Alex Burnett, who pitched some out of the 'pen for us last year, has a chance to make this club. Scott Diamond, who we took as a Rule V guy, was a starter at triple-A for the Braves and we like him in long relief. He's left handed and he throws strikes--he's got three pitches he can throw for strikes. Phil Dumatrait, who was a high-draft pick for Boston and has some Major League experience from the left side, throws average, he's a guy.

There's a couple other guys that we really like who may not quite be ready. Carlos Gutierrez, Eric Hacker.

But we picked up Dusty Hughes off waivers from Kansas City, we like him. We like Hoey. Chuck James had a very good bounce back year after some injuries, he's going to be in the mix as a non-roster guy. Jeff Manship was up and down with us [last year], Pat Neshek's trying to come back after his surgery--his second year back he looks a lot stronger. If he's back throwing an average fastball, and he's got that slider, I don't see why he wouldn't have a very good chance of making this club. Glen Perkins threw the ball well in relief last September. The ball was jumping out of his hand much better than it had for a couple years. Anthony Slama's put up great numbers in the minor leagues. Now's the time to find out if he's ready to make that jump. He had a very brief opportunity with us last year but now he's got a legitimate chance of earning one of those spots, he's very tough on right handers. And Kyle Waldrop, he had a very good year but I think he tired, and he didn't have a very good Arizona Fall League, but I think a lot of it was because he was tired.

Those are a lot of names, but we legitimately give these guys a chance. Some of these guys are probably a bit more of a reach or aren't quite ready, but they could go down and then help us at some point this year if the guys that do go north with us this year don't get it done.

J: I want to go back to Dusty Hughes for a second, but I want to ask a quick question about Waldrop. He wasn't protected during the Rule V. Were you confident that he just wasn't going to get taken, or was that just a decision that needed to be made?

RA: It was a tough call, but it was a decision that needed to be made. We considered him.

He could have become a six-year free agent but he signed back with us on a minor league deal. We left him out there, but part of it was calculated because he didn't pitch very well in the Arizona Fall League, which is heavily scouted. We took a shot that he would not get selected, and we were pleased that he didn't.

J: And with Dusty Hughes, obviously you had to DFA Rob Delaney who went to Tampa Bay. What did you see in Hughes that made you jump on him?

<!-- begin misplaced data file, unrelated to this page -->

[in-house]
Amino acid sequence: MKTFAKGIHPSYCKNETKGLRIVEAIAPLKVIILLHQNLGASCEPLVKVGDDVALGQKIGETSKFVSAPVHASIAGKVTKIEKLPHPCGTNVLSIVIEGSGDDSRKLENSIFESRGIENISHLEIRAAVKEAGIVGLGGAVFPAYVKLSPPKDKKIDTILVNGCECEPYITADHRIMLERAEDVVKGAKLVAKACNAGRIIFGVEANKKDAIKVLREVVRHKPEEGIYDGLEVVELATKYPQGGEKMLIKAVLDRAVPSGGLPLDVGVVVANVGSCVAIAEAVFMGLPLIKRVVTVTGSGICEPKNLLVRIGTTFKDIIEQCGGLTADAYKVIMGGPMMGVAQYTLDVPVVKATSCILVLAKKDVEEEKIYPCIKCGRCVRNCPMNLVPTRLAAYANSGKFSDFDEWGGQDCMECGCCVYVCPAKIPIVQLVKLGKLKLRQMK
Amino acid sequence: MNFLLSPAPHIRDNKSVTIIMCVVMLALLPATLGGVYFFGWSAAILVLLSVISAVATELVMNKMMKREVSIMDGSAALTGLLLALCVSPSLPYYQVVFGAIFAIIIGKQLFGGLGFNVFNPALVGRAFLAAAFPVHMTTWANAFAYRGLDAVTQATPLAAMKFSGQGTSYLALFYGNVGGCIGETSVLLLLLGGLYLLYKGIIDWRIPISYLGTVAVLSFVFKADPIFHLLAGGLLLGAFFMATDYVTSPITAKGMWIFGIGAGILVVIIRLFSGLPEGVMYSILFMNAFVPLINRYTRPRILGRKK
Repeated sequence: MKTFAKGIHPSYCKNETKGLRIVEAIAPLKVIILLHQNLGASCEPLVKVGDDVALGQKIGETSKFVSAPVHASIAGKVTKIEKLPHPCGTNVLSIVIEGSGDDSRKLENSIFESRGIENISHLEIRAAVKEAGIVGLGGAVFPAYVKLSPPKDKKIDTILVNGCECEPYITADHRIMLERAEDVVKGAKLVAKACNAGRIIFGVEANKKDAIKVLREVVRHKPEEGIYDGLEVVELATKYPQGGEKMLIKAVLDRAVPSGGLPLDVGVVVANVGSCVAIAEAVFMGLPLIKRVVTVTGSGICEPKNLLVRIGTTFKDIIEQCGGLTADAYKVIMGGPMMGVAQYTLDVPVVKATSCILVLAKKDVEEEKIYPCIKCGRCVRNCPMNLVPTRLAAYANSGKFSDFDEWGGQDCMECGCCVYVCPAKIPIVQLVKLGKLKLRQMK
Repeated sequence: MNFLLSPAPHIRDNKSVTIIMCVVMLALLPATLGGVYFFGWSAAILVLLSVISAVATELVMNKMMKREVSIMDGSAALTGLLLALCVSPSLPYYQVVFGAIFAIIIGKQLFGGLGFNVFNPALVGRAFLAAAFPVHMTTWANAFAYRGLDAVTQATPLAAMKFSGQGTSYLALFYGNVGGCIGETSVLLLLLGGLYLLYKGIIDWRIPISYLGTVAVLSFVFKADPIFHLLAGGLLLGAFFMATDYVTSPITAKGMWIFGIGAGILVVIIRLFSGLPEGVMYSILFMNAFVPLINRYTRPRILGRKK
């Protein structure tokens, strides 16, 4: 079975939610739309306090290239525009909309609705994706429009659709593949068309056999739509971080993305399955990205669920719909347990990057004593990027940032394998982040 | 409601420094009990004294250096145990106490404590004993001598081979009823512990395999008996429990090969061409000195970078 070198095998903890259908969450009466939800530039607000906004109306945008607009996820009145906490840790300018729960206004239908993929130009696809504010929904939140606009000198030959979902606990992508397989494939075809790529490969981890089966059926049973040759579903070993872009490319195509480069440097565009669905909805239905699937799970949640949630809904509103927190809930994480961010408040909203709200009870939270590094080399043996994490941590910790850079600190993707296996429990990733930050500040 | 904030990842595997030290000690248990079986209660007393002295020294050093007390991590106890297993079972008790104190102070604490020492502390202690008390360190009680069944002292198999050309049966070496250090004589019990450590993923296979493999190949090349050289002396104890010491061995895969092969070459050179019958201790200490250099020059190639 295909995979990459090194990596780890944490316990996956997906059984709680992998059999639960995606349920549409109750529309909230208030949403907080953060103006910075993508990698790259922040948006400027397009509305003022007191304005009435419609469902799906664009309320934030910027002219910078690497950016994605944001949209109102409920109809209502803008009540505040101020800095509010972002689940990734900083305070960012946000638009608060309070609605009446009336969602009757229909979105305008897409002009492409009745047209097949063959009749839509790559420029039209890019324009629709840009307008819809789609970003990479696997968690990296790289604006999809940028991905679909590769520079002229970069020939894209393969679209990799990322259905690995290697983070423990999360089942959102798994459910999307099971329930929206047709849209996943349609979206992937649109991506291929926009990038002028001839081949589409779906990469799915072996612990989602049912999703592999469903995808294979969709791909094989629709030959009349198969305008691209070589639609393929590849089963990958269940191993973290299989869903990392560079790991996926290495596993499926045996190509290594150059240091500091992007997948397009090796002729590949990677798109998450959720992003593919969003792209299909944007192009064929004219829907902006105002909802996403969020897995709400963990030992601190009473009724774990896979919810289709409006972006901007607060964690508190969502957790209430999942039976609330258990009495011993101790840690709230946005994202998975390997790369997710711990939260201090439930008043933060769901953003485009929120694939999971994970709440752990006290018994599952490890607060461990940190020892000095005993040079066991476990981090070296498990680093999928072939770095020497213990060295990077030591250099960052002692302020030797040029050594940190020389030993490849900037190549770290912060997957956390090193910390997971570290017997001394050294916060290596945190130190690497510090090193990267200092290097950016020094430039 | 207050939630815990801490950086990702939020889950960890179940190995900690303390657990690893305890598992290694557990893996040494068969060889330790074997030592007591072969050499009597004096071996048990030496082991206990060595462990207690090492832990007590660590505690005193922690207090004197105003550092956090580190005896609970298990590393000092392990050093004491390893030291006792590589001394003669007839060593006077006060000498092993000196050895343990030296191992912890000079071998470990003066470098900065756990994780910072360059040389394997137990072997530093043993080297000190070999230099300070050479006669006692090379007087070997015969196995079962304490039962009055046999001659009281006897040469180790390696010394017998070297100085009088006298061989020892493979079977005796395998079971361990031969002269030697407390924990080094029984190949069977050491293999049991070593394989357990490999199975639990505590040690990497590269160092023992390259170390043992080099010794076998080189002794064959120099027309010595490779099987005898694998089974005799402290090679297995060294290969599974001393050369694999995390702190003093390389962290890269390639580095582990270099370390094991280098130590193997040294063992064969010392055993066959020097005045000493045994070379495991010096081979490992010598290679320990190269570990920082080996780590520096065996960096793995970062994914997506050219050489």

RA: We saw him about ten times last year with the Royals. What they'd do is they'd bring him in every time, about the sixth or seventh inning when we had a bunch of lefties coming up, and all he did was get Mauer, Morneau, Kubel and Thome out with regularity. And those guys do a pretty good job against left-handers.

He was tough on us. He had a .260 batting average against lefties, which isn't dominant, but this guy knows how to pitch. He can get lefties and righties out. We just think he's a good fit for a left-handed guy who might be able to pitch for an inning or two if you need him to.

J: With all those bullpen guys who left--Crain and Rauch and Guerrier and Fuentes, the list seems to go on and on--were you ever close with any of them as far as maybe getting them to come back?

RA: We basically told them where we were at and that we'd like to have them back, but that if they were getting three and four-year offers for $3 or $4 million a year, we couldn't compete with that. In essence we appreciate everything they did for us, they were a big part of--for Crain and Guerrier for multiple seasons, we drafted Crain, he came through our system and was with us for six years, and Guerrier we claimed off waivers from Pittsburgh--that's kind of the way we look at it, as Matt Guerrier wasn't one of the top relief pitchers in the game when we claimed him off waivers from Pittsburgh way back when, but he got an opportunity. And Jesse Crain got an opportunity.

Now it's time for somebody else to get those opportunities. Because these guys have gone on to get themselves bigger contracts and set themselves up. For both those guys it was their first crack at it, and we understand, that's the way it goes, it's the business of the game. We're happy for them that they were able to land those deals.